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The Woman Who Came Back To Life, by Beth Miller


The Woman Who Came Back To Life book coverPearl has mixed emotions when her estranged father dies. Their relationship deteriorated when he left his first family to set up a second, and now thetre is no chance of a reconciliation. Now Pearl is given a bequest in her father’s will and it reveals secrets that make her re-evaluate the past and her present…
The Woman Who Came Back To Life is an emotional novel about the twists and turns of love and life, intricate family relationships, and the bravery needed to face the past and the future.
Pearl Flowers has an unhappy past with very strained relationships with her family. Her father’s death and bequest leads her to re-establish relationships with her siblings as well as others from her past that she thought were lost forever. However this puts pressure on her marriage to Denny as she pulls away from his protective security.
The book is written from Pearl’s and Carrie’s first person perspectives which give us an intimacy into their lives and situations. The narrative tone is naturalistic and has lovely touches of humour which soften the pathos of the plot. The family relationships vary from completely estranged to teasing exchanges, long lost love and new beginnings. There is plenty of grief at all that has been lost but also thankfulness for the love left behind.
The Woman Who Came Back To Life is a wonderfully warm novel about accepting the past and looking to the future.

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The Woman Who Came Back to Life: An utterly heartbreaking, feel-good novel about life, loss and second chances by Beth Miller
It’s never too late for a second chance at happiness…
Pearl Flowers has been hiding away for so long that she has forgotten what real life is like. Her quiet routine in a woodland cottage in France is a sanctuary, far away from her past life running a beauty salon. But even when she is sitting at the foot of a beech tree with her drawing pad, surrounded by birdsong, her mind is never still. If she keeps herself distracted and far away, her past can’t hurt her… can it?
But then an unexpected phone call throws her calm world into chaos. Back in the UK, her estranged father Francis is dying. She hasn’t seen him for decades since he pushed her away and destroyed their family. And on his death-bed, Francis leaves her a gift – a diary, written in a code that only Pearl can understand.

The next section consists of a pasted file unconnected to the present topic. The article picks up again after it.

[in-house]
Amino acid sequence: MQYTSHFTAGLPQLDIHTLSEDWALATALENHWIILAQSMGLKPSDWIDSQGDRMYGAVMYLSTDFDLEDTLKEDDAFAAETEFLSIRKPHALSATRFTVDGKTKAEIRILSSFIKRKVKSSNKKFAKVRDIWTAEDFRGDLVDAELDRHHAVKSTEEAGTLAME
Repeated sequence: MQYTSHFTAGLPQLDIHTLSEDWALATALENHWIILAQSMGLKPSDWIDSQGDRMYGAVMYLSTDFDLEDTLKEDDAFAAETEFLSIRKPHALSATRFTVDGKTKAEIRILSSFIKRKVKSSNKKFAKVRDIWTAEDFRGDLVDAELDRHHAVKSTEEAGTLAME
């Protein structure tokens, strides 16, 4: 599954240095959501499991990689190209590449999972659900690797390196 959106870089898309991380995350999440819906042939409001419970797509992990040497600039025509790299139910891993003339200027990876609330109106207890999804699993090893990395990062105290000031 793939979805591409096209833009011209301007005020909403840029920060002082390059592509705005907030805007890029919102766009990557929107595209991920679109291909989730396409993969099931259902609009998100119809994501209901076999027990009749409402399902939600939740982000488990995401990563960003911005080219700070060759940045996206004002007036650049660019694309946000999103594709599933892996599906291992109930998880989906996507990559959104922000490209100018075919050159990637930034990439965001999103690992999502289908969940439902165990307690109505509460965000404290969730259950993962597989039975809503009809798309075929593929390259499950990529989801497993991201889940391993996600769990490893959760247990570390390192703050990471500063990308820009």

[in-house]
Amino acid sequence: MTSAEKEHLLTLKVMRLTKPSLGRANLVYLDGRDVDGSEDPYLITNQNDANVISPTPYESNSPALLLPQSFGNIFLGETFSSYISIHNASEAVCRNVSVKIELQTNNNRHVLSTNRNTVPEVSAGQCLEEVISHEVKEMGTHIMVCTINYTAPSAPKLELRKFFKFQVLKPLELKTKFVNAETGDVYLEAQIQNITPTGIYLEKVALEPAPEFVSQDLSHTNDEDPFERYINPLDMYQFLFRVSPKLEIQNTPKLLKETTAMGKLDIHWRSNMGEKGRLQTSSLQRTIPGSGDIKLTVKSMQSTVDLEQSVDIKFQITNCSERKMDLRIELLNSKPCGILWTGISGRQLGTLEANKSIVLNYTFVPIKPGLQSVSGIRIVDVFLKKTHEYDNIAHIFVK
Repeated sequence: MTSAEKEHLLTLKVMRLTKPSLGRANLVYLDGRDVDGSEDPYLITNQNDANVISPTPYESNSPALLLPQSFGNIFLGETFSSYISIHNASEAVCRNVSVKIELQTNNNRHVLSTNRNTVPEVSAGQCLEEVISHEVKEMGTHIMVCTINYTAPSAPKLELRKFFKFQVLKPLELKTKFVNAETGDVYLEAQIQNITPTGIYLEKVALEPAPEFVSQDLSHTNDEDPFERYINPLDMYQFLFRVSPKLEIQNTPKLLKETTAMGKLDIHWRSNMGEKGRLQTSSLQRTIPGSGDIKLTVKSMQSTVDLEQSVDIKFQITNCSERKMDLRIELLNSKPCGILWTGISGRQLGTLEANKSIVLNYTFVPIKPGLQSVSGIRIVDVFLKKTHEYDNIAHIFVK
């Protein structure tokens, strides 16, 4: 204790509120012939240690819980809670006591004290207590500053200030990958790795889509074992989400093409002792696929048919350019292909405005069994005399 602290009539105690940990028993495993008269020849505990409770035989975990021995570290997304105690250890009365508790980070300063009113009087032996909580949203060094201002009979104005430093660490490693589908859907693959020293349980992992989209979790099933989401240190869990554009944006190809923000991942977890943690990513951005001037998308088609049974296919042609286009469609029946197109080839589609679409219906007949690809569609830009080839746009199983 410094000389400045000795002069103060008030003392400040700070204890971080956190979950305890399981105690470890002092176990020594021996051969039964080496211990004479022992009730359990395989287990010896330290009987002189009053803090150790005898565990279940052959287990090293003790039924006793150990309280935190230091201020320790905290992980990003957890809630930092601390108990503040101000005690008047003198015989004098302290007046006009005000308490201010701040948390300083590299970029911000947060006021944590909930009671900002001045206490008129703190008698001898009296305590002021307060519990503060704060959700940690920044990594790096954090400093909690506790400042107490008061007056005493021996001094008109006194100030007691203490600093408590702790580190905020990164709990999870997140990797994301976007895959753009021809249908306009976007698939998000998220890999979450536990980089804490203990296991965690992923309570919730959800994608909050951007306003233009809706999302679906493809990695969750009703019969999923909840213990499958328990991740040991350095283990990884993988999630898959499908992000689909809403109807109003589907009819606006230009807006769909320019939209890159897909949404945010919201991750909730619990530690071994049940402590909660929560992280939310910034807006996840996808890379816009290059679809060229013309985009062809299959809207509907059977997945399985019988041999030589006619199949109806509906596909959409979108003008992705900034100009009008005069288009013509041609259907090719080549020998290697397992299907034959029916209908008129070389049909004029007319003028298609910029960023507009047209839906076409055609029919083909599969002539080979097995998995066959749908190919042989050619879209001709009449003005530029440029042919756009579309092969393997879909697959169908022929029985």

As she begins to read her father’s diary, Pearl discovers that for forty years he had been thinking of her almost every day. And as she reads on, secrets begin to emerge from the pages causing her to question everything she thought she knew.
Reeling from the diary’s revelations, Pearl realises that the only way to heal and find true happiness is to face the past. But is she ready to confront her deepest secret, the one she’s been running from all this time?
This utterly tear-jerking and heartwarming novel is for anyone who knows it’s never too late to find happiness. Fans of Matt Haig, Mike Gayle and Camille Pagán will fall in love with this beautiful, feel-good story.
Amazon: https://geni.us/B0953R75R5social
Apple: http://ow.ly/n0oC50GAQ8i
Kobo: http://ow.ly/vyyK50GAQ8h

author Beth Miller

I have been told that I write like a tall blonde, so that’s how I’d like you to picture me.
I’ve published five novels. The most recent, ‘Starstruck’, came out in August 2021. The previous one, ‘The Missing Letters of Mrs Bright’, was a top twenty Kindle bestseller. I’ve also published two non-fiction books. I work as a book coach and creative writing tutor.
Before writing books, I did a lot of different jobs. I worked in schools, shops, offices, hospitals, students’ unions, basements, from home, in my car, and up a tree. OK, not up a tree. I’ve been a sexual health trainer, a journalist, a psychology lecturer, a PhD student, a lousy alcohol counsellor, and an inept audio-typist. I sold pens, bread, and condoms. Not in the same shop. I taught parents how to tell if their teenagers are taking drugs (clue: they act like teenagers), and taught teenagers how to put on condoms (clue: there won’t really be a cucumber). I taught rabbis how to tell if their teenagers are druggedly putting condoms on cucumbers.
Throughout this, I always wrote, and always drank a lot of tea. I’m now pretty much unbeatable at drinking tea.
Twitter: @drbethmiller https://twitter.com/drbethmiller
Facebook: https://www.facebook.com/bethmillerauthor
Instagram: @beth_miller_author https://www.instagram.com/beth_miller_author/
Website: https://www.bethmiller.co.uk/

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